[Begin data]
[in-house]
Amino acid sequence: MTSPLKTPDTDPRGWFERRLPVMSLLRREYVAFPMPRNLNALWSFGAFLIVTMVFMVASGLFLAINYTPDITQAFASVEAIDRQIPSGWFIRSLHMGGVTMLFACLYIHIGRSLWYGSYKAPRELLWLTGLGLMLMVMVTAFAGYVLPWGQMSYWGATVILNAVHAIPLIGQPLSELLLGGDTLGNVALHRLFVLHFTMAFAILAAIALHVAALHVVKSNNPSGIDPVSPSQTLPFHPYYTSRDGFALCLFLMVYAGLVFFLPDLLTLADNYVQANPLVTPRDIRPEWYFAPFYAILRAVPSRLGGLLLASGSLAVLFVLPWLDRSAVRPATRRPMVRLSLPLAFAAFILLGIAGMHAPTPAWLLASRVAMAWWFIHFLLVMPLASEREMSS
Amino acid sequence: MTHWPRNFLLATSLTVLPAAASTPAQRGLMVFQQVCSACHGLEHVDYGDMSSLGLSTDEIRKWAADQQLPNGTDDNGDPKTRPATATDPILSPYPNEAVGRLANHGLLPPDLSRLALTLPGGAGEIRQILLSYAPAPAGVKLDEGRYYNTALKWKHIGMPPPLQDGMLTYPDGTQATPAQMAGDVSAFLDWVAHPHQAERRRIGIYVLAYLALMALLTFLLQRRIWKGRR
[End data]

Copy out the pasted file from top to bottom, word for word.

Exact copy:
[in-house]
Amino acid sequence: MTSPLKTPDTDPRGWFERRLPVMSLLRREYVAFPMPRNLNALWSFGAFLIVTMVFMVASGLFLAINYTPDITQAFASVEAIDRQIPSGWFIRSLHMGGVTMLFACLYIHIGRSLWYGSYKAPRELLWLTGLGLMLMVMVTAFAGYVLPWGQMSYWGATVILNAVHAIPLIGQPLSELLLGGDTLGNVALHRLFVLHFTMAFAILAAIALHVAALHVVKSNNPSGIDPVSPSQTLPFHPYYTSRDGFALCLFLMVYAGLVFFLPDLLTLADNYVQANPLVTPRDIRPEWYFAPFYAILRAVPSRLGGLLLASGSLAVLFVLPWLDRSAVRPATRRPMVRLSLPLAFAAFILLGIAGMHAPTPAWLLASRVAMAWWFIHFLLVMPLASEREMSS
Amino acid sequence: MTHWPRNFLLATSLTVLPAAASTPAQRGLMVFQQVCSACHGLEHVDYGDMSSLGLSTDEIRKWAADQQLPNGTDDNGDPKTRPATATDPILSPYPNEAVGRLANHGLLPPDLSRLALTLPGGAGEIRQILLSYAPAPAGVKLDEGRYYNTALKWKHIGMPPPLQDGMLTYPDGTQATPAQMAGDVSAFLDWVAHPHQAERRRIGIYVLAYLALMALLTFLLQRRIWKGRR